I can understand wanting to have the Lord's Supper every week, but I don't see it as a big deal, partly because I've grown up in a church that originally did it once every two months and is now doing it just once a month. I know my pastor would like to do it every week, and I would too. Places that do it just once every month or every other week or something like that almost entirely do it that way because of the time concern. A lot of people want church to be an hour and only an hour. It's part of our culture of moving through things instead of taking the time to appreciate it. It's like how Americans tend to pray compared to how Christians in other cultures pray - much less time spent in prayer and meditation.

To add my two cents, the frequency of the Eucharist (just so we get all the possible names into this post) hasn't been a terribly big deal to me, probably because I've grown up with it being done once a month, though now both churches I go to (AR and NE) serve it once a week. However, since that is of great importance to you, you'd best stick with finding a church that supports it. Have you tried expanding your search at all? You do live in the Deep South after all, and you can't throw a rock without hitting a church (or a Wal-Mart for that matter). I'm sure a search would turn up more PCA churches than you knew existed in the area.

Actually, there really are a ton of PCA churches in Birmingham--this is the PCA's founding city! As for finding them all, the PCA's web site has a church directory organized by city, so I know where they all are. It's just a matter of finding the one to which I want to commit. :)

In that case, you'd best start categorizing according to congregation size, with cross-sections of who serves the best coffee ...

What we really need is a Wal-Mart and church IN ONE. After all, taken together, these two institutions comprise 1/3 of the world's most underpaid laborers. :)

I propose "First Waltonian Church of Birmingham." Or "Assembly of Sam." Take your pick.

Indeed, at Wal-Church we might even be able to take communion with coffee and doughnuts instead of those stuffy, traditional elements of bread and wine. That seems like the best combination of Lindsey's and Andrew's concerns.

(Sadly, I've heard stories of people bragging about doing such things, even claiming to have "communion" over a cheeseburger and coke at McDonald's.)

Now that you've brought up the idea of doughnuts and coffee into communion, you should think of maybe having gluten free communion bread or wafers for those who might be allergic to it or for those who won't eat it because their significant other is allergic to it. Did you know that in most Catholic churches, someone who is allergic to gluten is still forced to eat the same gluten filled communion bread as everyone else because the bread must have so much wheat in it to be a proper host. Just something to chew on (figuratively, not literally). (I had to delete my earlier post because I misspelled a word and didn't catch it until after I had posted. That was dumb, huh?)

By monday or tuesday of each week, I am usually looking forward to the weekly communion at Zion. I crave it. I love having it every week. I can't imagine having it another way now.

Another point that has come up recently is who can serve communion. Eric Tonjes and Craig Gant and myself have expressed intrest in serving communion to each other. In the PCA, elders must be present and I understand why they would make such a rule. But I'm not sure if there is anything wrong with breaking bread in each others houses on a regular basis.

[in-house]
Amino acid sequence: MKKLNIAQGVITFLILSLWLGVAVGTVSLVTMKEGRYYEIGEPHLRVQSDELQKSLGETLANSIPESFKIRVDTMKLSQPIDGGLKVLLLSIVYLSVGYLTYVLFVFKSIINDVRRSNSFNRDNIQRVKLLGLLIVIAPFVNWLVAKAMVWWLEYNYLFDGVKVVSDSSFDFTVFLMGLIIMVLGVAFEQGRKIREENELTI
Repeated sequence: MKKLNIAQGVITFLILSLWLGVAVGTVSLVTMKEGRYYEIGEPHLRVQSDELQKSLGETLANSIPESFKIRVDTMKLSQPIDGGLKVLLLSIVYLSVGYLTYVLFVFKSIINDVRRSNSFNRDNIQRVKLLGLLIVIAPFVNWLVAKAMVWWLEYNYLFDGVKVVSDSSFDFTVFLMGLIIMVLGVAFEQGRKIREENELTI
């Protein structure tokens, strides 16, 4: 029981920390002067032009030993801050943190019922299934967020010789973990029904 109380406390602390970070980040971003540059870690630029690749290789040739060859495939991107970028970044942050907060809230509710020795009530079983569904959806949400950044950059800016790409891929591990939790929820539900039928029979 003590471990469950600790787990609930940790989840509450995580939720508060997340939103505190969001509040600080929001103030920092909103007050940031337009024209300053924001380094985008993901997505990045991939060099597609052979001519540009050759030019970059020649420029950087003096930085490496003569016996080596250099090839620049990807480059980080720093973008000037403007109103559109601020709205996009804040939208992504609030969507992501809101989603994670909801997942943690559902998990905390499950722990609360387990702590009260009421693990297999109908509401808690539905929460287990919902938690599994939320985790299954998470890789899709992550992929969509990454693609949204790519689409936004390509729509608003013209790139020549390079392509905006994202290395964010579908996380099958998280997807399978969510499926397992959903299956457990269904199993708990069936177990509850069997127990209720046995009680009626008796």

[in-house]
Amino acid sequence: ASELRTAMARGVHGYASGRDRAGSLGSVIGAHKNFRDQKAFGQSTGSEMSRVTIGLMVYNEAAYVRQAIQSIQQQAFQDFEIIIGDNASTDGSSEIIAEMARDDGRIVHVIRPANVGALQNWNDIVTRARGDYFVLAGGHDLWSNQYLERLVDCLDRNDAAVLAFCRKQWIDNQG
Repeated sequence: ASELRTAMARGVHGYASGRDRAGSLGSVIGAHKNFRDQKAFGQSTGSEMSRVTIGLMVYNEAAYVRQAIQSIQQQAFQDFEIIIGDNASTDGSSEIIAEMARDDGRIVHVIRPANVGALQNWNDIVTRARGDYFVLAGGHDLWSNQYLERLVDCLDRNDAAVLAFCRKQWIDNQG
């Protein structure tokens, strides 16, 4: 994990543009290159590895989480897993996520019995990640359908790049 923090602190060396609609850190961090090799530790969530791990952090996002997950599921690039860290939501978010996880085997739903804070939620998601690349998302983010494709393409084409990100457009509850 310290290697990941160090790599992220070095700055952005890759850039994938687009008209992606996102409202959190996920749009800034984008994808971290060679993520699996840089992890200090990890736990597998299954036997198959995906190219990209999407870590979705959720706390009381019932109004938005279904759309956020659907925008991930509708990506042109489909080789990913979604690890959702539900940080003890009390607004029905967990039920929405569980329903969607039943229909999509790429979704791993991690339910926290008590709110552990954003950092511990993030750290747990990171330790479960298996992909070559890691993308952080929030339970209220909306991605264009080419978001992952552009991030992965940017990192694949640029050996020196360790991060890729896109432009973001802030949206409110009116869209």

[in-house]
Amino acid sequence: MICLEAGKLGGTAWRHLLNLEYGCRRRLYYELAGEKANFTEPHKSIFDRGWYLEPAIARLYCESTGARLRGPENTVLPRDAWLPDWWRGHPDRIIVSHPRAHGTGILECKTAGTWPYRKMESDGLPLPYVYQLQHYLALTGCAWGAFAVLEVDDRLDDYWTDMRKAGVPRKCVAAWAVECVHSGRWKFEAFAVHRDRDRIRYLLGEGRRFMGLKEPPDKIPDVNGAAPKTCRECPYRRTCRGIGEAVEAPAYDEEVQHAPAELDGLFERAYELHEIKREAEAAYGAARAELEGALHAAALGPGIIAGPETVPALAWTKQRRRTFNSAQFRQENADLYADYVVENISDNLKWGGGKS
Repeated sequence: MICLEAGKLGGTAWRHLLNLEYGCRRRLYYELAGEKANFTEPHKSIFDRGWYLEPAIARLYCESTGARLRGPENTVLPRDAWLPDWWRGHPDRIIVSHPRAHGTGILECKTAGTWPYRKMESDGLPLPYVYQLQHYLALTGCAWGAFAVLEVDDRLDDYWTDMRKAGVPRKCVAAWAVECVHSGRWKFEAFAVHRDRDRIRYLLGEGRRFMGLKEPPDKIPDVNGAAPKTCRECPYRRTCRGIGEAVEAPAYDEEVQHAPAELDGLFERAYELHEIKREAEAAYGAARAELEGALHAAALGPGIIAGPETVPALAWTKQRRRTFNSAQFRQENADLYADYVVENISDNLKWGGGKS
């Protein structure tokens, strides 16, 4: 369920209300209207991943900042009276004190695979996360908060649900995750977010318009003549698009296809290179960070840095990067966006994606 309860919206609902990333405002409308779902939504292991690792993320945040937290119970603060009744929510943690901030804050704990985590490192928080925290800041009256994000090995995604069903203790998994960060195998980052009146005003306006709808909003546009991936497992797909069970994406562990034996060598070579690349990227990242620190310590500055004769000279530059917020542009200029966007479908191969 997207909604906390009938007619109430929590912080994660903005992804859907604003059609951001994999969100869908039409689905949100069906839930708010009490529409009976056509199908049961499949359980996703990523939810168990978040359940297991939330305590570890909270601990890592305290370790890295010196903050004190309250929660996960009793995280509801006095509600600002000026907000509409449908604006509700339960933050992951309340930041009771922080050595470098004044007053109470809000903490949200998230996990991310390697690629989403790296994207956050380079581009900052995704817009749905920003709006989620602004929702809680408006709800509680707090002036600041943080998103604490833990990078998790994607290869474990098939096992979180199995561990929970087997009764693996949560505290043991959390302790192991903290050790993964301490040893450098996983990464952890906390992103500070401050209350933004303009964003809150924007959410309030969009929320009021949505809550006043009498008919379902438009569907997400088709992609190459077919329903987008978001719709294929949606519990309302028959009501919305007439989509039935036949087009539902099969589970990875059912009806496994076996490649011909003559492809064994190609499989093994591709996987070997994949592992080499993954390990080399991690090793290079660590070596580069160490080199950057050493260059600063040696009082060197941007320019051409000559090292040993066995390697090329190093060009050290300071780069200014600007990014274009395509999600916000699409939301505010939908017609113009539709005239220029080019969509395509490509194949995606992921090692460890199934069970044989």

There may be a historical reason for that. Back in the day (I'm talking early 2nd century), Ignatius (possibly a disciple of the Apostle John) wrote the following to the Smyrnaeans:

8:1 [But] shun divisions, as the beginning of evils. Do ye all follow your bishop, as Jesus Christ followed the Father, and the presbytery as the Apostles; and to the deacons pay respect, as to God's commandment. Let no man do aught of things pertaining to the Church apart from the bishop. Let that be held a valid eucharist which is under the bishop or one to whom he shall have committed it.
8:2 Wheresoever the bishop shall appear, there let the people be; even as where Jesus may be, there is the universal Church. It is not lawful apart from the bishop either to baptize or to hold a love-feast; but whatsoever he shall approve, this is well-pleasing also to God; that everything which ye do may be sure and valid." (emphasis mine)

The problem was that, during that time, many Christians were being led astray by Gnostics and similar people who were holding their own "love-feasts." So, for Ignatius (keep in mind that everything we have from Ignatius was written while he was en route to becoming a martyr, so he's pretty passionate about what he writes) the easiest way to control this was to say that a eucharist was not valid unless it was performed by the bishop (roughly the equivalent of a modern pastor).

Since there was only one bishop per city at the time (e.g., the Bishop of Rome, the Bishop of Antioch, the Bishop of Jerusalem, etc...), that was a simple way to control the problem. If you were an early second century Christian and were celebrating the eucharist led by someone other than that one bishop in your city, you had probably fallen in with the Gnostics.

Now, whether that rule should still be in place is a different issue. I wrote all this mainly to demonstrate that I had indeed learned something in my Church History class. :)

But, in regard to the first thing you said, I also crave communion. (This, by the way, I believe to be a good and natural thing for a Christian.) During the semester, I am very thankful that Beeson offers a weekly communion service on Wednesday. It's a beautiful Anglican service, with a wealth of liturgy, Scripture reading, prayer, and the feast. Definitely the highlight of my school week.